You’ll be treated to a ninety minute blackly comic visual symphony in Forced Entertainment’s latest riotous deconstruction of theatre conventions. As the dialogue free chaos unfolds your heart will sing as six poetic performers turn clowning around. In true symphonic style, distinctly musical structures are used to create the hilarious tension in this multi-layered, allegorical physical comedy extravaganza.

The show – held in Home's Theatre 1 - opens with six dishevelled clowns trudging tragically onto the stage, wigless and complete with matching faded tartan suits and dripping face paint. The large black performance space is sparsely populated with a fold away table and institutional chairs. Like watching the dancers in the wings of a Degas painting, there is a feel we are seeing what's behind the scenes.

The performance proper begins with the clowns sat in earnest conference around the table; suddenly chaos erupts to the sound of Val Martinez's "Someone's Gonna Cry" and chairs scatter as a fight breaks out. The clowns spring to their feet, chasing each other in feverish aggression. The conflict eventually dies down and the group re-convene around the table, only for the music and anarchy to restart seconds later. Thus the expected cycle is established and the skilled performers proceed to toy with the audience to hilarious effect by varying their route to the inevitable chaos and their actions when it arrives. We see scenes reminiscent of bar room brawls and school yard games, the visual poetry inviting you to speculate on the subtexts and with everything entirely incongruous with the conventions of clowning.

The clowns then segue from one such set piece to another; each time - as in a great piece of classical music - establishing an expected sequence, then weaving magic via the variations introduced. We are treated to a hilarious balloon sequence; an exhausted furniture march and a fraught segment of horn blowing antagonism. Each movement is played out with impeccable comic timing and precise facial and physical acting. The absence of dialogue creates a hyper-focus in the audience allowing the players to use the slightest sound or movement in their craft - the entranced audience at times seemingly nervous to clear their throats!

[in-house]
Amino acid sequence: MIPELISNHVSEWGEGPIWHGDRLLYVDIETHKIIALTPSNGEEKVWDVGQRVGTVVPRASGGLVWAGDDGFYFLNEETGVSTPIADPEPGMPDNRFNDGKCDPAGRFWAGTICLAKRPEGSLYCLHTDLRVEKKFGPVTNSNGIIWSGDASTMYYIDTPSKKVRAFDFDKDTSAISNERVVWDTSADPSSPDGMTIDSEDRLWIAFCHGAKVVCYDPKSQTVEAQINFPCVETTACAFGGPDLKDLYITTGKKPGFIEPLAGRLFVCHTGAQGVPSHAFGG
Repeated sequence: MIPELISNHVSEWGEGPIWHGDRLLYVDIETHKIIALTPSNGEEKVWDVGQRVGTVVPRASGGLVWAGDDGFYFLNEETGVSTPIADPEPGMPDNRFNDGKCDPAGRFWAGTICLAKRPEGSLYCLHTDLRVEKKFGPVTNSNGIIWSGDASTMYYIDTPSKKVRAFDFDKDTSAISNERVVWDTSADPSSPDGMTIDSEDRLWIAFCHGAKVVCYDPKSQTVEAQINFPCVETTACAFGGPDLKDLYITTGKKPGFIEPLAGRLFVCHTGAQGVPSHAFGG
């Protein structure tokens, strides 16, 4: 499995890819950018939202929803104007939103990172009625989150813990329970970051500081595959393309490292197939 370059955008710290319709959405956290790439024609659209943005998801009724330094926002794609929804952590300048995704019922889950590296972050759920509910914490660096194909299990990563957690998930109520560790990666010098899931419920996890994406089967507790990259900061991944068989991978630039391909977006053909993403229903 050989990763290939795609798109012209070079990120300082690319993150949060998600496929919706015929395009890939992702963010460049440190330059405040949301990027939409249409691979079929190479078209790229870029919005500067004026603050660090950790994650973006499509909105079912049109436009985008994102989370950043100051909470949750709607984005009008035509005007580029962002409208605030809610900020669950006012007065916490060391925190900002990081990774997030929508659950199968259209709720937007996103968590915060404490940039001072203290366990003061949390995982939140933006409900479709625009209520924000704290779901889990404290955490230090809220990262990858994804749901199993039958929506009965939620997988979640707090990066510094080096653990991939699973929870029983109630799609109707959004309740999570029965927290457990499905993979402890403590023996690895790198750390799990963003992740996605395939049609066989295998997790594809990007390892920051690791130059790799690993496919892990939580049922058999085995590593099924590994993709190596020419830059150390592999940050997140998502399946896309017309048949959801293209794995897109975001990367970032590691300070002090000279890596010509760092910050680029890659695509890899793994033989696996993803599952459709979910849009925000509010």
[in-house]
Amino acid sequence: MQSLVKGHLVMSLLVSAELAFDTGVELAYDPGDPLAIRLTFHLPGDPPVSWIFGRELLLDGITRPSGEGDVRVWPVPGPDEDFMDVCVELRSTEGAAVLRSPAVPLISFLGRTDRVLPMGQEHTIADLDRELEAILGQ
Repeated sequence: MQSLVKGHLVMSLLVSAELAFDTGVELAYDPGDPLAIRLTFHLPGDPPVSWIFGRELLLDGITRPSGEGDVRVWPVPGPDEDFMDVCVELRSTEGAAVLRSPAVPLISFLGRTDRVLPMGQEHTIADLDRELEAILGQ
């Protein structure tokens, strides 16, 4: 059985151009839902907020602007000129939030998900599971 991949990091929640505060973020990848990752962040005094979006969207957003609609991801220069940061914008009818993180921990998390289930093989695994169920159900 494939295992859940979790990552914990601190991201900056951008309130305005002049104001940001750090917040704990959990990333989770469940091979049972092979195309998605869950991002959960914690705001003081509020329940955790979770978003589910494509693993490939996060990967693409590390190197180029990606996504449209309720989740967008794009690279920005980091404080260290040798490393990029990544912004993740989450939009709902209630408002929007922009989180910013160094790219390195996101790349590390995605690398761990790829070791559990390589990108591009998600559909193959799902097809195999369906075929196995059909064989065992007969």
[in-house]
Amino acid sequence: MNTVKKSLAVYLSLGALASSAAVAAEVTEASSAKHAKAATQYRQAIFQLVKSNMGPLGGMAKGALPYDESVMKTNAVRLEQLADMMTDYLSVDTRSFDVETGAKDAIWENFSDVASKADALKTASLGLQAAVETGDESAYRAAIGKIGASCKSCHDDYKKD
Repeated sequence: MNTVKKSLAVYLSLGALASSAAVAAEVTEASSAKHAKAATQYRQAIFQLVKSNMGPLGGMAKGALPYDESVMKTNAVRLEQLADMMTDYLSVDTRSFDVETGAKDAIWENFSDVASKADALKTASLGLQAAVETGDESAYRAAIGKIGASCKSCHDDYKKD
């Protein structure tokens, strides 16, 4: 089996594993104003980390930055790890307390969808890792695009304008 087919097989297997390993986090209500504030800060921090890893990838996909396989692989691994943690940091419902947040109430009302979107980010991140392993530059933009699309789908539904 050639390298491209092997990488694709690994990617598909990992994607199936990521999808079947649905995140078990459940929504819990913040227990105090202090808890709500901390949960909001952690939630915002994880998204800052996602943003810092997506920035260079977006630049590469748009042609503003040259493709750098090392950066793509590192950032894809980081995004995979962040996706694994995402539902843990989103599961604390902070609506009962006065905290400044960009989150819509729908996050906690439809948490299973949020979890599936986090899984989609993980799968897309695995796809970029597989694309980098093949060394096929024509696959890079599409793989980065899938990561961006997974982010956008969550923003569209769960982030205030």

The exceptional acting ensemble of Robin Arthur, Nicki Hobday, Jerry Killick, Cathy Naden, Terry O'Connor and John Rowley all perform with incredible, hilarious precision. With such a riotous production it's difficult to identify any single shining light, but this is because of the universal excellence, rather than the absence of a star. The work was also devised by this team and no written text was used in the development, leaving one wondering how director Tim Etchells and the actors conjured up such a complex piece. On the face of it, the production has simplicity to it, but the comic timing would not be as impactful without the pin point accuracy of the lighting (Nigel Edwards) and sound (Alex Fernandes).

The mayhem concludes with an extended sequence where many of the elements – the chairs, the balloons, the horns - return and intermingle in one final melting pot of mirth. We are also treated to a balletic variation of proceedings, which finally culminates in a standing ovation from the adoring audience.

Everyone will take something different from this multi-layered performance and given the tumultuous times we live in it functions believably as a political allegory – with the promotional materials supporting this. Whether you see Out of Order as a kaleidoscopic view of the absurdities of our time or simply enjoy it as the riotous extravaganza of physical comedy it is you'll have a wonderful time all the same.

Reviewer: Col O’Kell

Reviewed: 13th November 2019

North West End UK Rating: ★★★★